Paul Onditi I really love. Beatrice Wanjiku. Dave Thuku is also brilliant. He does collage work, paperwork that I have never seen before. Gor Soudan, he doesn’t put out a lot of work but he’s done a couple of pieces in the past that were just mind-bogglingly good! He did this beautiful bird’s nest made of the metal that comes in tires. During the 2007 protests, he had gathered the remnants of burnt tires from mass riots and he made this beautiful bird’s nest… it’s really powerful. So I think those guys are really great. Ato Malinda, I really like a lot too. Richard Kamathi is another too.
What steps do you take before a purchase?
I still find myself doing a lot of research but increasingly asking the artists I like, who they like. It’s an interesting way to find artists that are not well known. I think there are two key ways I go about research. First, for artists that don't have a presence yet, I go to group shows that take place in Nairobi. Circle Art Gallery, which I really like for emerging artists, and Kuona Trust, they have lots of group shows and encourage young artists to come in to showcase their work. In addition, there are a couple of galleries that I follow. Kristin Hjellegjerde in London is one. She’s a newer gallery but she has two artists I really love, Dawit Abebe and Ephrem Solomon. Ed Cross, also in London, has Petersen’s stuff.
I also follow people I like and admire such as Bob Collymore, the CEO of Safaricom in Kenya. He and his wife, Wambui Kamiru, are big proponents of the arts. So they follow certain artists and I learn from them and get insight into who they’re interested in.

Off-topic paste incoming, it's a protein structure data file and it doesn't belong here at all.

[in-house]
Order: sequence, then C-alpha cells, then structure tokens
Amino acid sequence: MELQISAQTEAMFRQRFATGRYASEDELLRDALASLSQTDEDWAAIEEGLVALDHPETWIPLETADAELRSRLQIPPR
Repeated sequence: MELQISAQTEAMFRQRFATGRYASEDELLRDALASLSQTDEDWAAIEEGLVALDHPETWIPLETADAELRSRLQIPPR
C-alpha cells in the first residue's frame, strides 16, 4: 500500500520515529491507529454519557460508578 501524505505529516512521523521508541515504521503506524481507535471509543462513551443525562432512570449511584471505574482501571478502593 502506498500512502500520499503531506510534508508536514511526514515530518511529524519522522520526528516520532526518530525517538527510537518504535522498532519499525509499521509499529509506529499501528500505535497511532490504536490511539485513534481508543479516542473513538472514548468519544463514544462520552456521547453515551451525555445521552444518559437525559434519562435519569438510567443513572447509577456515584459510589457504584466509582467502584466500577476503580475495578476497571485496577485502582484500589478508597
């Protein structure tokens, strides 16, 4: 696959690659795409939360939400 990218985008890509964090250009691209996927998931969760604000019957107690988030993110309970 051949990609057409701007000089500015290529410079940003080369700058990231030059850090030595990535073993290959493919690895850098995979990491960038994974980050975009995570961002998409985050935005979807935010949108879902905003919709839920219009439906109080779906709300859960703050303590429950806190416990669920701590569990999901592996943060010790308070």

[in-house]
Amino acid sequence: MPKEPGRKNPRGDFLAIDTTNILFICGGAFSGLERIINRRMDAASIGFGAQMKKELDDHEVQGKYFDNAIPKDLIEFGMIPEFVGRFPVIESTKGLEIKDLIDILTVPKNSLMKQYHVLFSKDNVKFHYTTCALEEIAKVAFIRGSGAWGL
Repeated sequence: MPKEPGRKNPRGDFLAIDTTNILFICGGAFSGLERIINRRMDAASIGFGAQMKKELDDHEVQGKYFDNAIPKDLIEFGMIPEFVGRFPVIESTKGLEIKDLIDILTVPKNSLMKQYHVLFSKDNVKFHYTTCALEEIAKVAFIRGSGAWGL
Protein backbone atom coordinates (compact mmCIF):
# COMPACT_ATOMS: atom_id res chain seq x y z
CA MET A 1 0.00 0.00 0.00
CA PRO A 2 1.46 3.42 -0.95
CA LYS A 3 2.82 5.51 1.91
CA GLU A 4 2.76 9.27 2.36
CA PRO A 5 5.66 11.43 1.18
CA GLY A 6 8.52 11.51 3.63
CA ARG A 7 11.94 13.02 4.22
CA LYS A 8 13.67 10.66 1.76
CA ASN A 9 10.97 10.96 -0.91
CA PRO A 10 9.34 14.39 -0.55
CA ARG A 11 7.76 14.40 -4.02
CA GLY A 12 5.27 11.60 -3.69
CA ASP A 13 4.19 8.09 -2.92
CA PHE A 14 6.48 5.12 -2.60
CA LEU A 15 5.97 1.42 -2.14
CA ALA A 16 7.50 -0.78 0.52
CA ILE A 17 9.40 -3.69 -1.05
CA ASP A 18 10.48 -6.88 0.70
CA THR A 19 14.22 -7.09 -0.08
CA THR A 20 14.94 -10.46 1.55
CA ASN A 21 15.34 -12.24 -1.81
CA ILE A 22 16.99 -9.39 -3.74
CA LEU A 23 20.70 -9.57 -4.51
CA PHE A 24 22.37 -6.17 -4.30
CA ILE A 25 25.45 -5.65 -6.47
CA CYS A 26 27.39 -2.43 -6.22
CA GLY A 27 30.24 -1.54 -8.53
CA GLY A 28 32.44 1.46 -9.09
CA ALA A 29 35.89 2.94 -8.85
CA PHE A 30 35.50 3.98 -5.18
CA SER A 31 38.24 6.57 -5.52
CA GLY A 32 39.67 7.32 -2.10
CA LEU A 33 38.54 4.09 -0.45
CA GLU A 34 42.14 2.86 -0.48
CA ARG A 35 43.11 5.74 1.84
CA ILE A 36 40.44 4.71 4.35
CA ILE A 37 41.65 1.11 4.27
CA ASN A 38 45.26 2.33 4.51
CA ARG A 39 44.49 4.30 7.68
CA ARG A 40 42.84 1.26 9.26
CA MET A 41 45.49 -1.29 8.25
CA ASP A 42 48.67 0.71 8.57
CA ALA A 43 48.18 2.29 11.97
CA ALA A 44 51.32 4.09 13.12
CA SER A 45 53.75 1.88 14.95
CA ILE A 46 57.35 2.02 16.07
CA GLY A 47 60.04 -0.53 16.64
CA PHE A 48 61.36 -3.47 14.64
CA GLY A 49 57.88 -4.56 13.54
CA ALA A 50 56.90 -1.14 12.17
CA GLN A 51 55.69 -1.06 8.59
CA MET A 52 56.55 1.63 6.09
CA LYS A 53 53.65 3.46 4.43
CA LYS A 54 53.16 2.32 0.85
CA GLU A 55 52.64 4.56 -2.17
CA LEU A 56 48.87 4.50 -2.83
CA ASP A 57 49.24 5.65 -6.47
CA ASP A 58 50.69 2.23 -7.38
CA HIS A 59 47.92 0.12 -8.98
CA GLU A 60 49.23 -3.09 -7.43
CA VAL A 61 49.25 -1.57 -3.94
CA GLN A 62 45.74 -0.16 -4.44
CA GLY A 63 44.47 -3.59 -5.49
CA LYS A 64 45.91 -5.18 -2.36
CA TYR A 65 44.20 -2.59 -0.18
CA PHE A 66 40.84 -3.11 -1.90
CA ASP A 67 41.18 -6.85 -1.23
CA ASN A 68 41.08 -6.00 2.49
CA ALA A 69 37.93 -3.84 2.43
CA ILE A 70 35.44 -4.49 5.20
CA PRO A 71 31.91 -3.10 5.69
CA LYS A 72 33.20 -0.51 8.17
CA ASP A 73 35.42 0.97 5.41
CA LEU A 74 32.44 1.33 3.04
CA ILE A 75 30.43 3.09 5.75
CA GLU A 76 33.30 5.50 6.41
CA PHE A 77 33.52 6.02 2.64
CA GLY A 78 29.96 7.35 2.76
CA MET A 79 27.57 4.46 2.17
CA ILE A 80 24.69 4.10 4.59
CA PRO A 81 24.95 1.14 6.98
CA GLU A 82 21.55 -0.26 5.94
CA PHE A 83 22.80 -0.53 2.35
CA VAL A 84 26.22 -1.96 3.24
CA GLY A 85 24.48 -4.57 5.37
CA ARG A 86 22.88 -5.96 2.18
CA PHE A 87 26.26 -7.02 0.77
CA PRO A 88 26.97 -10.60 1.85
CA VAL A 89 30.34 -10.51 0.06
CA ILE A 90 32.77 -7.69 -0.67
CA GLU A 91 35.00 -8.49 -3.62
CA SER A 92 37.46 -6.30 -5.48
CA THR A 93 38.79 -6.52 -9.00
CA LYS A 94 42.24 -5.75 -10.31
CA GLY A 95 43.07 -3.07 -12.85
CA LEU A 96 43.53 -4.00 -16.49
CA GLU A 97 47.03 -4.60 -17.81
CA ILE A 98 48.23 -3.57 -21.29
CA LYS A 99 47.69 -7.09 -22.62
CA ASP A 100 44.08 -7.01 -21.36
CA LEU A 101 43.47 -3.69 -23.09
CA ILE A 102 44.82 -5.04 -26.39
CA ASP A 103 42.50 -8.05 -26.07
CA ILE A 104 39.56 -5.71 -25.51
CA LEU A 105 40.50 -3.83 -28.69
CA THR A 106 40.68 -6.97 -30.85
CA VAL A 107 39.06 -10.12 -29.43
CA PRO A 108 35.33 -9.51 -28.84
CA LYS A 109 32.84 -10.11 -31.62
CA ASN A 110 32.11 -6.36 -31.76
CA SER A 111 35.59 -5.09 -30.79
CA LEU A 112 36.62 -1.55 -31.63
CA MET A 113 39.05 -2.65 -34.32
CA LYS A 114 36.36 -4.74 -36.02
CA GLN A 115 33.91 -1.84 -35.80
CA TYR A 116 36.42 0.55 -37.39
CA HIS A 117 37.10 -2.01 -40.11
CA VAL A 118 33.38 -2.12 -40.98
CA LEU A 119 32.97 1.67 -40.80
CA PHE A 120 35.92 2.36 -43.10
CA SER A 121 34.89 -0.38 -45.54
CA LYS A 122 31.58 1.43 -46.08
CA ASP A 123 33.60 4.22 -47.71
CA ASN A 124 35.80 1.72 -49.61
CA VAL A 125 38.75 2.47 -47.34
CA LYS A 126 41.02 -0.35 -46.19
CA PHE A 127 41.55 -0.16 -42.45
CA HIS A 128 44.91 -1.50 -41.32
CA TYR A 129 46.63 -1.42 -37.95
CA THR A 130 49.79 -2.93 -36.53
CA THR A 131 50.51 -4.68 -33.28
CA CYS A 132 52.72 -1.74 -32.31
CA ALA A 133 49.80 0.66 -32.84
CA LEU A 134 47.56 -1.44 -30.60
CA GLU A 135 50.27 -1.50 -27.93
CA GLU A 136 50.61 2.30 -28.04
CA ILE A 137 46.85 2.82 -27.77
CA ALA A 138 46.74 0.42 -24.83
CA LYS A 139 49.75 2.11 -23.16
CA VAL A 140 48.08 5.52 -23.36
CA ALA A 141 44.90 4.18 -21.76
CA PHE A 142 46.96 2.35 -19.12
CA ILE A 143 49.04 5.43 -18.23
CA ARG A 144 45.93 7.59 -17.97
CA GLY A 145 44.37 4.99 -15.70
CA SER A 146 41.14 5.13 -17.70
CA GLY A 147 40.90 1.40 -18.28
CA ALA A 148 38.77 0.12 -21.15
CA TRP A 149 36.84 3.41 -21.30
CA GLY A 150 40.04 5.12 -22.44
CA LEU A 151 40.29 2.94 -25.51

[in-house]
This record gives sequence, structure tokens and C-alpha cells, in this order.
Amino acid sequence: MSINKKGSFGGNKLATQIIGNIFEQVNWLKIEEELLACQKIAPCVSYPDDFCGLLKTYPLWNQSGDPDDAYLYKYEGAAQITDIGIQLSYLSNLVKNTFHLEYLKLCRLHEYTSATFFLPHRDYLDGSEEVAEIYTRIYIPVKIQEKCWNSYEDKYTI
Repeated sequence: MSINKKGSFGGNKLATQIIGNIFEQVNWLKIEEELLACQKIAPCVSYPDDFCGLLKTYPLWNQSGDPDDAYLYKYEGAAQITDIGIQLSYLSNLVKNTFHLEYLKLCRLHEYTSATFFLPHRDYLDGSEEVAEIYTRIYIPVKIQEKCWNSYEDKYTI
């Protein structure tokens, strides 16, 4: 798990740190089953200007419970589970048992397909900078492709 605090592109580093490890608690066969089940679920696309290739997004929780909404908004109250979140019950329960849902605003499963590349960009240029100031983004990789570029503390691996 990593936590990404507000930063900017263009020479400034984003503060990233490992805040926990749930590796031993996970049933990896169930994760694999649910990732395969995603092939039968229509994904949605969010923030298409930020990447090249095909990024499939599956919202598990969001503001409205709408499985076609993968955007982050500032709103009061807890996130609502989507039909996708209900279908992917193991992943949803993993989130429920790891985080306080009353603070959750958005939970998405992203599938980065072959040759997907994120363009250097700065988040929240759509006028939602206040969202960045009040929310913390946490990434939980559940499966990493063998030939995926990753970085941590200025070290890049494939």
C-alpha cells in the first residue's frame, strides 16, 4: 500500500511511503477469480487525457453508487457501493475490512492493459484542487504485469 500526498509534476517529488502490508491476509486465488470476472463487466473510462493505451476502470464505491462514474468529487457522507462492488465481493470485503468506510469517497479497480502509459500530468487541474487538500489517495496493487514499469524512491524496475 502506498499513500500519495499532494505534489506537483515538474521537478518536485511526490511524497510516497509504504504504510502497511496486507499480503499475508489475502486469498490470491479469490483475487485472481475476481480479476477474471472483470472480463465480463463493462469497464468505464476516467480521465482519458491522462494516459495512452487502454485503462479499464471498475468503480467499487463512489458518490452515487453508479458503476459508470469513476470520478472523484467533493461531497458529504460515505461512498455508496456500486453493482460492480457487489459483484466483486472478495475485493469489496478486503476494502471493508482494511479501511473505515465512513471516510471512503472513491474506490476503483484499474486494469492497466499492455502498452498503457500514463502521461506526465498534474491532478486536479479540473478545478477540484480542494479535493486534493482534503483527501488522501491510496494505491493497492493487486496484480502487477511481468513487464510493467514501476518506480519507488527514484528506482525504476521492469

Second, I read a lot. 1-54 is a great resource with a ton of information on artists and people to follow.
Montague Art Advisors, tell us all about that. What are you trying to do?
It’s really more of a passion project. It started with friends of mine coming to my house and being fascinating by the collection, they didn’t know this world existed. They'd go on their safaris, come back and they'd end up going to these chachki shops and picking up stuff. I refuse to let my guests go to that. You’re not going to buy this ‘airport art’ from some tourist stall. Let’s go to a gallery and let's do this properly.
I always convinced people to get at least two or three pieces because they're not so expensive and it's also really amazing art. Then my friends started asking me to show around their friends so I thought maybe I should formalise this is some way. My intent was that when people to come I was going to start partnering with tour operators and offer gallery tours as an option. When you come to Kenya, or anywhere in East or Southern Africa, we can create a bespoke artist studio and gallery tour for you. Artists want people to come to their studio but they’re far-flung and you need to know the artists and know their attitudes towards all of this. It's a bit of hand-holding and connecting the dots to bring interested collectors right to the source.